It was a ton of fun and we had the trail to ourselves but it became clear that the Blue Loop is better run counterclockwise. Lots of uphill climbing made it a good workout but not the optimal way to ride it. As an added bonus I noticed that a second run of wild raspberries has sprung up here and there due to mid September heat we were experiencing – 32 degrees at this time of the year is unheard of. We vowed to return and do it up right. I had no idea it would be the same day!
After some beach time, a nice supper and a sweet evening hike on our favourite trail Treebeard (and a boatload of wild raspberries) I gave Ty the look and he knew that meant it was time to go retry Blue Loop. He was totally down so we sped back to get our bikes to head off – it was close to sun down.
Counterclockwise down Blue Loop was heaven. We just couldn’t have had any more fun if we tried. Ty is a kid. I felt like a kid. Much of the ride was like a roller coaster on your bike, zipping through a forest just showing its fall colours on some narrow trails, with nothing but the wind in our hair (metaphorically speaking for me). I took the lead for most of the trip to ensure there was no danger ahead and that I could warn Ty. As our confidence grew so did our daring and speed we were taking the trail at. Ty wanted to take the lead and he’s a solid kid so game on. After a few more hills our boldness caught up with us a bit on the last turn out of the forest down a steep slope where a long S curve caught us by surprise. I knew right away we had too much speed (right after I had told Ty to “‘crank that sucka”) and was helpless watching Ty do a ‘garage sale’. He felt it too but brakes were useless at that speed on that slope and on a curve and the long skid started then turned into an ejection. Big wipeout. A few tears and a bump on the forehead but otherwise just a good scare and a good story for his friends. Even with a helmut a ‘raspberry’ is still possible to get so never let your guard down!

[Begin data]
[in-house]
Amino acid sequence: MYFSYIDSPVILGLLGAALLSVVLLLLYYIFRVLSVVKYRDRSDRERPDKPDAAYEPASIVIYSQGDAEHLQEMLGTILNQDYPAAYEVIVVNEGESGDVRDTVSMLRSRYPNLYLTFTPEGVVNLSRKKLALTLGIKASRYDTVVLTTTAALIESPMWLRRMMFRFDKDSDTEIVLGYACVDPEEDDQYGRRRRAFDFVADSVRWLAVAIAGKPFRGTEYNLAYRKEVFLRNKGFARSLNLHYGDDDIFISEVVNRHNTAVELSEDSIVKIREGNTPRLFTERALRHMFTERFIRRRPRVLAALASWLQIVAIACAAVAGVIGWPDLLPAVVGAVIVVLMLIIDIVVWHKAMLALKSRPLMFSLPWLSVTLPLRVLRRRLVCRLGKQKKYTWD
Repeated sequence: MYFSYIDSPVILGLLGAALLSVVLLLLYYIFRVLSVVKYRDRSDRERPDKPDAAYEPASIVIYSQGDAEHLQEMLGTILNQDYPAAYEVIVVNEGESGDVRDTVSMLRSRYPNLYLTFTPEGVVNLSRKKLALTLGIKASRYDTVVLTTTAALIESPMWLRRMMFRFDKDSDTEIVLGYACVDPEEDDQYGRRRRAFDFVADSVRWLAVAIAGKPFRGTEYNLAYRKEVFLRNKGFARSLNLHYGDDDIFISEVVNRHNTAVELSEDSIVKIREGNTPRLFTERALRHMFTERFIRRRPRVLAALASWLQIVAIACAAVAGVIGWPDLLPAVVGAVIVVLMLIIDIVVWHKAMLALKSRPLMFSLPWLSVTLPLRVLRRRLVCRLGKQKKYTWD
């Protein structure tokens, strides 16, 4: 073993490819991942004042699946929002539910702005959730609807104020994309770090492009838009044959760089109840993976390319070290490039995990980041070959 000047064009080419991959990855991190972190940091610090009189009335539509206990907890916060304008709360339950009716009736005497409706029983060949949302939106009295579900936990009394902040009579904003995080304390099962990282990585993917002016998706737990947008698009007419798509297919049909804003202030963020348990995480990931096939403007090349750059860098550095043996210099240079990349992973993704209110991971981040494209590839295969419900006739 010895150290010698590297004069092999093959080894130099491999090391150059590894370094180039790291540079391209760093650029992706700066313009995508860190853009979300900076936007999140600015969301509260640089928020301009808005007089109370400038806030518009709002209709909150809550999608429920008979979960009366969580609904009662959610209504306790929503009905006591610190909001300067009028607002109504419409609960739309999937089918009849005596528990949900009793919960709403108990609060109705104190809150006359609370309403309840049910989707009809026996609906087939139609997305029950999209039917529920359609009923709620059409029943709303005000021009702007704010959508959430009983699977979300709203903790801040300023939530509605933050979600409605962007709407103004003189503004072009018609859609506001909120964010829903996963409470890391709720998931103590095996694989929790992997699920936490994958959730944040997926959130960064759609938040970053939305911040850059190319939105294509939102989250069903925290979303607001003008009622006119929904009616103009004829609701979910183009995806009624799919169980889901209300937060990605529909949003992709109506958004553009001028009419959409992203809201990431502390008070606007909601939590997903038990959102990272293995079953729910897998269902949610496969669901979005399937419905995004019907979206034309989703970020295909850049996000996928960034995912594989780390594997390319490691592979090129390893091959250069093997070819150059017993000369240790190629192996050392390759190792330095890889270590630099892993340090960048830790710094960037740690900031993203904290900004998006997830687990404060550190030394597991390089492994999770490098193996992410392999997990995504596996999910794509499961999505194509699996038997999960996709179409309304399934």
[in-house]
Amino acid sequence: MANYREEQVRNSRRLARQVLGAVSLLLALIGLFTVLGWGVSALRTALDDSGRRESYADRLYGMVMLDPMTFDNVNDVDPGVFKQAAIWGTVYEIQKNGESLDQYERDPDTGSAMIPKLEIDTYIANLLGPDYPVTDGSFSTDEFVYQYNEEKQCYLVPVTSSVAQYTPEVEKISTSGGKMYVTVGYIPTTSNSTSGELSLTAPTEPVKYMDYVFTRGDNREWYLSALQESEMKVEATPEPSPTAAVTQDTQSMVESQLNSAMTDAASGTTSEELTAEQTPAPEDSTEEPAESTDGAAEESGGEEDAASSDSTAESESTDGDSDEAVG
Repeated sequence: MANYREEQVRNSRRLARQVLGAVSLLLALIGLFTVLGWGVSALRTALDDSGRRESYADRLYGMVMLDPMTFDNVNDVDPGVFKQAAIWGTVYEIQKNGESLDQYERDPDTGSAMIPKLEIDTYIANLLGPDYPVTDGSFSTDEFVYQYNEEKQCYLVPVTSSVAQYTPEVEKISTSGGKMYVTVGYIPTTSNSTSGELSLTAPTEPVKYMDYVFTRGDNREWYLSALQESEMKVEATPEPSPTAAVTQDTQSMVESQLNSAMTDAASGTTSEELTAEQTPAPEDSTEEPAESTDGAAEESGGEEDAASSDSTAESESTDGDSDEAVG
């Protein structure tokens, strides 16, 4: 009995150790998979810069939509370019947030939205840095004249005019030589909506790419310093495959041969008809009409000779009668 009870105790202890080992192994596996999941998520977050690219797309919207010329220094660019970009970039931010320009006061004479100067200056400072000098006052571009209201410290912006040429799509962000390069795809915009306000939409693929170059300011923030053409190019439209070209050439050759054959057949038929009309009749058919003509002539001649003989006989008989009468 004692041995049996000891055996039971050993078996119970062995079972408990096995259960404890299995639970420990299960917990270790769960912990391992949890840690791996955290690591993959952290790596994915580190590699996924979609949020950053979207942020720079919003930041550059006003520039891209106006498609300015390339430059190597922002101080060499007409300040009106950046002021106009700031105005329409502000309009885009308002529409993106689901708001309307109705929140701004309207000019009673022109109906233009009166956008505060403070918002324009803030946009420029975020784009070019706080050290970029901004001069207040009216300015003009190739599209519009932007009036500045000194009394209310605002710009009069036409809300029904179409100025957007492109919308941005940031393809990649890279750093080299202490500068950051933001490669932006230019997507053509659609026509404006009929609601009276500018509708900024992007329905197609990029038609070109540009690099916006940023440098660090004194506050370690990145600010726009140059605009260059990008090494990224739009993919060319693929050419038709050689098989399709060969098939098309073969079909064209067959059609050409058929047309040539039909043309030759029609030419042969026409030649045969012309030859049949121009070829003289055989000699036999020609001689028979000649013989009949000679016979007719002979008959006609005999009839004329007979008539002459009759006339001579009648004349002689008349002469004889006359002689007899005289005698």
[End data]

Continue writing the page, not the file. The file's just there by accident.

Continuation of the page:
Despite the drama, we collected ourselves and headed down the trail to do some more riding. Ty is a tough nut and sucked it up like a champion and wasn’t about to let something slow him down. He was tearing down the trails again in no time with a big smile on his face. After some coaching on how to tell the story to his mom we arrived home triumphantly as trail hounds.
Not only had I found (rediscovered?) a new favourite past time in biking I now had a partner in crime in Ty to explore the new terrain with. Something shared is always more special for me. Especially with my son.
And Waskesiu is as special as they come. I just had found a new part of it. A part of it I can’t wait to return to.
Here is a clip of some riding Ty and I did on the Blue Loop.
Some Information For Those of You I Know Want to Check It Out
Prince Albert National Park – http://www.pc.gc.ca/pn-np/sk/princealbert/index.aspx
Prince Albert National Park brochures and maps http://www.pc.gc.ca/pn-np/sk/princealbert/visit/brochures.aspx
Waskesiu - http://www.waskesiu.org/
There are bike rentals in the building right beside the Park Office in the Townsite.
Here is what some seriously fun trail riding looks like.
Here’s a peak what riding down Kicking Horse Mountain looks like – not for the weak.